Portola Pilot

Editorial: How Much Weight Can You Take?


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As the school year quickly comes to an end, students find themselves trapped at an intersection as they choose their future courses. They struggle to create a schedule that appeases social pressures and graduation demands while fulfilling their own interests. Following all three paths leaves them confused and unsure. So, what should students take into account when selecting their schedules?

Parent and Peer Pressure

We all have support networks of family and friends who influence our decisions. When it comes to how many honors classes to take, some parents think the more the merrier. According to the American Physiological Association, students felt far more stressed over school-related issues, including college and grades, then parents recognized. With demands to pursue high-ranking colleges, our parents may be overlooking and silencing an important opinion lost in the constant push for APs: our own voice.

Though considering our parents’ experiences and advice when deciding our schedules is important, we often forget that it is our lives, not theirs. As we mature, we no longer can be dependent on others’ opinions; we must become responsible for who we are, allowing us to develop our own identities while learning from our mistakes. After all, as J.K. Rowling wrote in “The Chamber of Secrets,” “It is our choices that show what we truly are.”

Following our own path can be scary, especially when we and our friends choose different career courses. But it is the process of being true to ourselves that allows us to become independent and meet a diverse group of people who share the same passions.

In the end, we are our best indicators of our passion and happiness, not other people.

College Requirements

Knowing what each college requires is important. The A-G requirements used by the Universities of California and California State Universities is the base list for courses required for admission.

According to University of California, students need to “complete a minimum of 15 college-preparatory courses (a-g courses) with a letter grade of C or better, with at least 11 courses finished prior to the beginning of your last year of high school.”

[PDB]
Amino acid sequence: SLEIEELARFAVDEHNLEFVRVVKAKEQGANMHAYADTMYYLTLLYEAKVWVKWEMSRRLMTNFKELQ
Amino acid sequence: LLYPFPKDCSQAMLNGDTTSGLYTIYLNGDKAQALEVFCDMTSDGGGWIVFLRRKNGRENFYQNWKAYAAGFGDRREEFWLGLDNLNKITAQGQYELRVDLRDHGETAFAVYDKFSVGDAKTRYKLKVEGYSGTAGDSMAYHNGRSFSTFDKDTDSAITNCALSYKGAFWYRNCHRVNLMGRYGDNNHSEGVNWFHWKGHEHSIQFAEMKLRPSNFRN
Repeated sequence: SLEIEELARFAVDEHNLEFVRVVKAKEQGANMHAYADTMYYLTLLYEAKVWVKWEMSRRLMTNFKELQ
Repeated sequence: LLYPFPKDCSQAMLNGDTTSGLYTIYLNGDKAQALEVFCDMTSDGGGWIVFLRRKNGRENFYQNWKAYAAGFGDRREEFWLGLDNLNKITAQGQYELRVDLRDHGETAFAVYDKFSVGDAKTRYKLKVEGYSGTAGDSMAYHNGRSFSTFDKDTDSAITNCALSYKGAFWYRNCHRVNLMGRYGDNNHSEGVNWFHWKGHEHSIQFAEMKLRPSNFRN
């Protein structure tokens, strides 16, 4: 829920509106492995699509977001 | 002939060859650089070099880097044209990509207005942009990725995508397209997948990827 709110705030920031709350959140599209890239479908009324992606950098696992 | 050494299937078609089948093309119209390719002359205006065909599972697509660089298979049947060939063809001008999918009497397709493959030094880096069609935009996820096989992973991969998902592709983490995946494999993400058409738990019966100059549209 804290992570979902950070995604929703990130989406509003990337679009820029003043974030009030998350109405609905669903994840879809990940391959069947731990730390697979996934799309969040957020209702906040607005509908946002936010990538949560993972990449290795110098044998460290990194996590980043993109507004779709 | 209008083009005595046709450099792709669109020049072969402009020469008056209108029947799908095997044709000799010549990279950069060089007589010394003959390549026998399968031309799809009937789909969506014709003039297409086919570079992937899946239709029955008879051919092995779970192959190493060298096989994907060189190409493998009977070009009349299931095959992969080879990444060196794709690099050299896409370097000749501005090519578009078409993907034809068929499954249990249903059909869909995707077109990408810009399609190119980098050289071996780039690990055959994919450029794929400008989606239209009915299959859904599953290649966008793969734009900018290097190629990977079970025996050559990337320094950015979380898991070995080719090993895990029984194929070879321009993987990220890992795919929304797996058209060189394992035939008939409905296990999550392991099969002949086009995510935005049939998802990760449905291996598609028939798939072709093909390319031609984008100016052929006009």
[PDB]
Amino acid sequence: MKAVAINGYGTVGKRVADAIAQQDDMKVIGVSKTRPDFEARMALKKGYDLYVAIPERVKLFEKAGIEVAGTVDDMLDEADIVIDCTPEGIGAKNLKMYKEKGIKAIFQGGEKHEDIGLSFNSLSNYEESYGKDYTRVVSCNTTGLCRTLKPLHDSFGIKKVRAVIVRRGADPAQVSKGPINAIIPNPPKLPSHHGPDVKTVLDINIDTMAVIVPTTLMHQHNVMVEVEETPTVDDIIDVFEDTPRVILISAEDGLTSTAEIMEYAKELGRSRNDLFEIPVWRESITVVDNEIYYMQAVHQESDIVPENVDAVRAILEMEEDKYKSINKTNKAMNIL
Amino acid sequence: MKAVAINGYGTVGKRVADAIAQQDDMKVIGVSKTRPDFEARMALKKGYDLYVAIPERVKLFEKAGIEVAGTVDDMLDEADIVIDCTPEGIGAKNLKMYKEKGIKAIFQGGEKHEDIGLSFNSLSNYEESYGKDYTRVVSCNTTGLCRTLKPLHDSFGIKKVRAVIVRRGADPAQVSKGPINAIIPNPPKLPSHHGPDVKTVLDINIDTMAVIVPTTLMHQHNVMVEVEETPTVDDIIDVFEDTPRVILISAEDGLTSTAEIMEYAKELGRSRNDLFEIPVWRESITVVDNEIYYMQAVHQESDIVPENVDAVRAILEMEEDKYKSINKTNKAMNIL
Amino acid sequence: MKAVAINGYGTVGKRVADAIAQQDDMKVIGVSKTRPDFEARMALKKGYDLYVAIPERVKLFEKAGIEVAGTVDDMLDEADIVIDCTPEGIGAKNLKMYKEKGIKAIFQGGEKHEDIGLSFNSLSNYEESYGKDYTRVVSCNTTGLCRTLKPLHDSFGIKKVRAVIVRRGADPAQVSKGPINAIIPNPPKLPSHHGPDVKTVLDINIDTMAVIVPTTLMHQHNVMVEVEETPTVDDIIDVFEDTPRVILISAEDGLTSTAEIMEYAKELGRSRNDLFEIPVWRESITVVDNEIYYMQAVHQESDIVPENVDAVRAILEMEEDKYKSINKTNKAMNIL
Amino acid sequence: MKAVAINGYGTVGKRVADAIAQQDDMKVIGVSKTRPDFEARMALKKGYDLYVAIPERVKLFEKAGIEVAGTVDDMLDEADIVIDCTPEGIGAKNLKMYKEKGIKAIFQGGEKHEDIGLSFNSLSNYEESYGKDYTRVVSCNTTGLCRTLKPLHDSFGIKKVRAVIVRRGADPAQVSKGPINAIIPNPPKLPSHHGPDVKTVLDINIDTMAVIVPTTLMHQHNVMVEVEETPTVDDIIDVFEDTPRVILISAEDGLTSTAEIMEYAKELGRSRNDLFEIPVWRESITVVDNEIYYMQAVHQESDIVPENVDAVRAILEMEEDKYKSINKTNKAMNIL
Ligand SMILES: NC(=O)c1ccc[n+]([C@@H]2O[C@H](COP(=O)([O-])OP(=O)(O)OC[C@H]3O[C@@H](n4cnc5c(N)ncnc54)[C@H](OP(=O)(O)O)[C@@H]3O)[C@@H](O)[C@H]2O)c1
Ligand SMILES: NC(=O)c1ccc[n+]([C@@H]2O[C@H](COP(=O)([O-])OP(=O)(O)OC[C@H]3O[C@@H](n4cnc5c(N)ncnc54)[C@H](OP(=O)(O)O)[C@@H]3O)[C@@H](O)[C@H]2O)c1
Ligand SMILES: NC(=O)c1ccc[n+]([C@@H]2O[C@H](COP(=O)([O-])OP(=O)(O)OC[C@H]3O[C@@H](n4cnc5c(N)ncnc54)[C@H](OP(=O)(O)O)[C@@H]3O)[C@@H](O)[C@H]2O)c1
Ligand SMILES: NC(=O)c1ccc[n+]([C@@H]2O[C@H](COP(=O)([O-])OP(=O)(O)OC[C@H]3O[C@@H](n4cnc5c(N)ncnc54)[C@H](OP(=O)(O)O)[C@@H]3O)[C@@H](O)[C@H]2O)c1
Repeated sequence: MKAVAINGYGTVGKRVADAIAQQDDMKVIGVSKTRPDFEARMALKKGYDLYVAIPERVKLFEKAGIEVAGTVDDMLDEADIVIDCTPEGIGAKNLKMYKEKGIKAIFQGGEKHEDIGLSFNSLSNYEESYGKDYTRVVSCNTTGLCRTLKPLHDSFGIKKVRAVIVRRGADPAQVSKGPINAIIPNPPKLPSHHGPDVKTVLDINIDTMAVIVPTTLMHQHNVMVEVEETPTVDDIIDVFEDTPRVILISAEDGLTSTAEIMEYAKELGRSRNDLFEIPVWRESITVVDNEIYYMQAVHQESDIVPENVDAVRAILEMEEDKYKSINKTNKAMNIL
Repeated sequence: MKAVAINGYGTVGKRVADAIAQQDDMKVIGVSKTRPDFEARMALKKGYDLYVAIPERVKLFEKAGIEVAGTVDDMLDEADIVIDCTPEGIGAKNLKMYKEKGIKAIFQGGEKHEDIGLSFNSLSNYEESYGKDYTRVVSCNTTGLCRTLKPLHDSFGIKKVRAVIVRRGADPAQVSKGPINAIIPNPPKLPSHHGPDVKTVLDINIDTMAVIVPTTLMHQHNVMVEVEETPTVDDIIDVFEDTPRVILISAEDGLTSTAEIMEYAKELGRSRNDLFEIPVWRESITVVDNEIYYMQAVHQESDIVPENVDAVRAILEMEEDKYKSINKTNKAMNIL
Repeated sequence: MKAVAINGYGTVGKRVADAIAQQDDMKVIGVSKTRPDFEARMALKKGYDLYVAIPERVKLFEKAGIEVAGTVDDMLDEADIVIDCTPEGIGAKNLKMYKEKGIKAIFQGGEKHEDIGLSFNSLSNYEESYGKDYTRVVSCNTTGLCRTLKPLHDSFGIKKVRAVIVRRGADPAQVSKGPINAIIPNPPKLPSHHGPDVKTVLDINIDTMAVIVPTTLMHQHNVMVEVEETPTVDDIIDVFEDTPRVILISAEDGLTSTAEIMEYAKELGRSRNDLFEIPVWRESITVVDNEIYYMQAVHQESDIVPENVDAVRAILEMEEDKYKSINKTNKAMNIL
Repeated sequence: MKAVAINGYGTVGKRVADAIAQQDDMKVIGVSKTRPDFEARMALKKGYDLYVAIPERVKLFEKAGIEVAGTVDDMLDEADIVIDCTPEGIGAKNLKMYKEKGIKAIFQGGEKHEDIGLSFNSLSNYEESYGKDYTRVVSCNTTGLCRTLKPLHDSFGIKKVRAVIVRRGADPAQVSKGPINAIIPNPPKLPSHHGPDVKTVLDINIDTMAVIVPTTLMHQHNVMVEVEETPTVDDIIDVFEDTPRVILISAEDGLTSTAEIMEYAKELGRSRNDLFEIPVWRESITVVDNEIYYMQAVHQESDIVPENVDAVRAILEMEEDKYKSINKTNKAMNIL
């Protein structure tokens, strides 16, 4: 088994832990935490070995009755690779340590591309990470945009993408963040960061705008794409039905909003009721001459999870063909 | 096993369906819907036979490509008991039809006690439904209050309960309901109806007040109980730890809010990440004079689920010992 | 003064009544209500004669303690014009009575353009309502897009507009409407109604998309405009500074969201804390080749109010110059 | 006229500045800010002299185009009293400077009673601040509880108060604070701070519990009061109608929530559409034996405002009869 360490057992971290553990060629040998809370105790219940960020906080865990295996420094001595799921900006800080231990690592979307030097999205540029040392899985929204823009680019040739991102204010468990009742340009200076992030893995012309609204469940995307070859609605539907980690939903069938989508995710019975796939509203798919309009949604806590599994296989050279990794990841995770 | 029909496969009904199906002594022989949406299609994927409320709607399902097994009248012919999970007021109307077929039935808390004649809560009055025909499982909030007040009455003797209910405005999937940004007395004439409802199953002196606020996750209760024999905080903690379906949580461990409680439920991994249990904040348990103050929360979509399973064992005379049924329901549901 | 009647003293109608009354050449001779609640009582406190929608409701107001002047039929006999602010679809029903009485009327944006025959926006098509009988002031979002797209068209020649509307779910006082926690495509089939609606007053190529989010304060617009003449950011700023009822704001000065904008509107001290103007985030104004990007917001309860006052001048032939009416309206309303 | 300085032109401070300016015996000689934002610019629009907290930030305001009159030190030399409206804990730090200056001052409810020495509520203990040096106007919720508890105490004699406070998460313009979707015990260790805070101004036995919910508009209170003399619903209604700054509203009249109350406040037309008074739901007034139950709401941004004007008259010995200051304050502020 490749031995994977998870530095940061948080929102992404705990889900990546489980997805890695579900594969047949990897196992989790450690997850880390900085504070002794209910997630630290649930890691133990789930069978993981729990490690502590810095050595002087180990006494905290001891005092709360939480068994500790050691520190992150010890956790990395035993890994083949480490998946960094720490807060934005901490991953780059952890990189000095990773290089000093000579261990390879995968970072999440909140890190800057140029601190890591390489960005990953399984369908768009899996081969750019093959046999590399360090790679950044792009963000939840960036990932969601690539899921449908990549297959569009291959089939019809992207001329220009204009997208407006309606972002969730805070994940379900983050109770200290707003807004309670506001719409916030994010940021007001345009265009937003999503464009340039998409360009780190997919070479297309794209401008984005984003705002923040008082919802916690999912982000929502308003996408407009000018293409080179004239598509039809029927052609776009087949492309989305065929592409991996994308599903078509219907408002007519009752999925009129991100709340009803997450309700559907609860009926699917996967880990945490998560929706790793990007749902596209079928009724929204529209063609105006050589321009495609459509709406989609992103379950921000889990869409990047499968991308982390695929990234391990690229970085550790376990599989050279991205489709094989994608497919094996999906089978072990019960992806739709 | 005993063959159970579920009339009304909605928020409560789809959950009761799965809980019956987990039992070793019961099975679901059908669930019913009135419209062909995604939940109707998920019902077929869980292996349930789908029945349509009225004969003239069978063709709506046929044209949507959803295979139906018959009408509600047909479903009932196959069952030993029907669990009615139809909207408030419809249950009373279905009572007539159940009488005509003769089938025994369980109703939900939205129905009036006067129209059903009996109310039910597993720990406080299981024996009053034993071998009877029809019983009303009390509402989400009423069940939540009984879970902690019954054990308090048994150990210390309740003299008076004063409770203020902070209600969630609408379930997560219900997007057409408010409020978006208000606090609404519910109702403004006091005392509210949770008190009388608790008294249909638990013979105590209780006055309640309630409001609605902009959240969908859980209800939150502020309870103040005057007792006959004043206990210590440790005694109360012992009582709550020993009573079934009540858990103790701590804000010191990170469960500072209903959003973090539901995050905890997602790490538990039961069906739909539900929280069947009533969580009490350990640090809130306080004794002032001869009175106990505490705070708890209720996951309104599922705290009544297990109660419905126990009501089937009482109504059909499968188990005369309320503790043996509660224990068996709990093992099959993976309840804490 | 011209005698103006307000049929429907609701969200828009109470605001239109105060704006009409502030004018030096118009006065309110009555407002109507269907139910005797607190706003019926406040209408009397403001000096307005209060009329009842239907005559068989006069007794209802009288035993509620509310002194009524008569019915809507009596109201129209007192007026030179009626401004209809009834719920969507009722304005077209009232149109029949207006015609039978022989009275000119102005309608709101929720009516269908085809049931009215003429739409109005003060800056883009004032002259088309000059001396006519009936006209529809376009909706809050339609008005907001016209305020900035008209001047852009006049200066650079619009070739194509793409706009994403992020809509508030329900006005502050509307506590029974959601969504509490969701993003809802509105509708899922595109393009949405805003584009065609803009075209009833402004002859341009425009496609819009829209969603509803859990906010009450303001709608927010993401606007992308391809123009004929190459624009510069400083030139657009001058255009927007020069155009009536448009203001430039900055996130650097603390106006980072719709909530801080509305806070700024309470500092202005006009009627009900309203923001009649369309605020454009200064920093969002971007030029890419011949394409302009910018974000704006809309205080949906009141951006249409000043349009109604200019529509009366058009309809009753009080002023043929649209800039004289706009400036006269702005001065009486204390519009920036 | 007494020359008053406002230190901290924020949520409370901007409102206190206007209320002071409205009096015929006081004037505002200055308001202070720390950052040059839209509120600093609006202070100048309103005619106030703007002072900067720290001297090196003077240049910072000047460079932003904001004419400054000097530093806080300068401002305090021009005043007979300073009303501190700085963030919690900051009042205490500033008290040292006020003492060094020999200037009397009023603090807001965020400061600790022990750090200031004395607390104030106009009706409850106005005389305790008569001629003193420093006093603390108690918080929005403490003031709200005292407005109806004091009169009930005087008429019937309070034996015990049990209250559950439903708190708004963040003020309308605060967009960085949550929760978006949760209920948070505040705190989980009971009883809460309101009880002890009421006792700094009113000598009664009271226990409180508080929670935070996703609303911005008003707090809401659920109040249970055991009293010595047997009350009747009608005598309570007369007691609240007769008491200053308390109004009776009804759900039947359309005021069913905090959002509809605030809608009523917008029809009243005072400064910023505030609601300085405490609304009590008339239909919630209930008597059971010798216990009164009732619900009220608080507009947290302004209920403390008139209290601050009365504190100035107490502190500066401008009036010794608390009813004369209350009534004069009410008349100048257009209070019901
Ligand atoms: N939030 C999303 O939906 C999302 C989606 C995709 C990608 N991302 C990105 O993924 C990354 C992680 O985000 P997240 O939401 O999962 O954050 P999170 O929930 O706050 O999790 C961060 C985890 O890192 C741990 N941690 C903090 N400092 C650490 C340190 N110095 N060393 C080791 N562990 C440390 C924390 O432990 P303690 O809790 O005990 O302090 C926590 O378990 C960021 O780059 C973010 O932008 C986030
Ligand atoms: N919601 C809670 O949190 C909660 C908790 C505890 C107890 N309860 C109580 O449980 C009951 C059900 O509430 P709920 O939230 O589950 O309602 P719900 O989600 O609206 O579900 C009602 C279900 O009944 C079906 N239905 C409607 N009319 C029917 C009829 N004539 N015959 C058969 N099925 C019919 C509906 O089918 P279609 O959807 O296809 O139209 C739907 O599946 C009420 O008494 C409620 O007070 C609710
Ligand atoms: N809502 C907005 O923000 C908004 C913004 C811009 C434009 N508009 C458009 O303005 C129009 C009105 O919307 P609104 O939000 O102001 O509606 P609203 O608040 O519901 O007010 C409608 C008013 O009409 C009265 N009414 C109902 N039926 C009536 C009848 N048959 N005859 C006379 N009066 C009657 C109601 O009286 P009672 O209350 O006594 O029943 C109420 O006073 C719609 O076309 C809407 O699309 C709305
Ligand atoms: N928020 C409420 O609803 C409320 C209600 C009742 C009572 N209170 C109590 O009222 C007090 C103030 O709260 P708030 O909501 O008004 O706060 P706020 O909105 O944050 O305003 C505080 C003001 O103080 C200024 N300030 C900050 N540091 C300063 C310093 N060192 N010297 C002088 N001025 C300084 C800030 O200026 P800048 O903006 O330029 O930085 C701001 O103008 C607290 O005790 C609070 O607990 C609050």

These A-G classes are college prep level, although more rigorous classes are advised at times. Focusing on classes that are interesting shows colleges how serious we are about taking on the subject. Unless it is a required class, avoiding a course will not hurt your admission chances. However, dropping out or getting a bad grade in a rigorous course will be shown on the transcript that colleges view.

AP courses are not required for admission to Universities of California or California State Universities, but instead provide extra rigor in classes that interest students and should only be pursued with personal preference in mind, rather than to increase GPAs. While taking many AP classes can boost GPA, we are going far over the minimum required for applying to colleges and possibly creating more work for topics that do not interest us. Also, AP classes requires adequate time to complete its tasks, and taking too many classes could make it unrealistic to accomplish those tasks while having a mentally, physically and socially healthy life.

Additional information and a list of the A-G courses can be found at http://admission.universityofcalifornia.edu/.

 

Following Your Passions

Perhaps generated by external pressures we feel from our surroundings, we begin to place an enormous amount of responsibility on ourselves to discover our passion, and to do so as soon as possible.

When we are conflicted between choosing a passion course or a weighted class, the pressure is magnified. However, most colleges are much more interested in seeing a balance of academic and passion courses.

According to LA Times writer Sara Harberson, who worked in the admissions department for University of Pennsylvania, writes “universities practice what is called ‘holistic admissions,’ a policy based on the idea that a test score or GPA does not completely reflect who a student is and what he or she can bring to a college community. It allows a college to factor in a student’s background, challenges overcome, extracurricular involvement, letters of recommendation, special talents, writing ability and many other criteria.”

As Ralph Waldo Emerson once said, “life is a journey, not a destination.” Many times, self-pressure is created when we focus on the destination, instead of enjoying the journey of finding ourselves. In many cases, such a scenario arises when we forget what we truly love to do and quickly choose the conventional career pathway.

Refusing to take an unweighted elective that reflects our passion could be a big mistake. Ultimately, we must bear in mind that discovering our individual path should be the ultimate goal, instead of being distracted by extrinsic values.

Our Verdict: Balance

It is important to acknowledge and consider others’ advice and meet graduation requirements. These factor have to be taken into account when ultimately deciding what courses to take.

However, it is just as imperative to listen to our internal compass and make well-informed decisions that allow us to stay true to ourselves, our passions and our values. Take classes that are interesting and offer some challenge. Make a consistent effort to do well in them. And do not forget to take some time for yourself, to relax and spend time with friends. We only get to experience high school once, so we must make sure that we enjoy every step of the way.

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Editorial: How Much Weight Can You Take?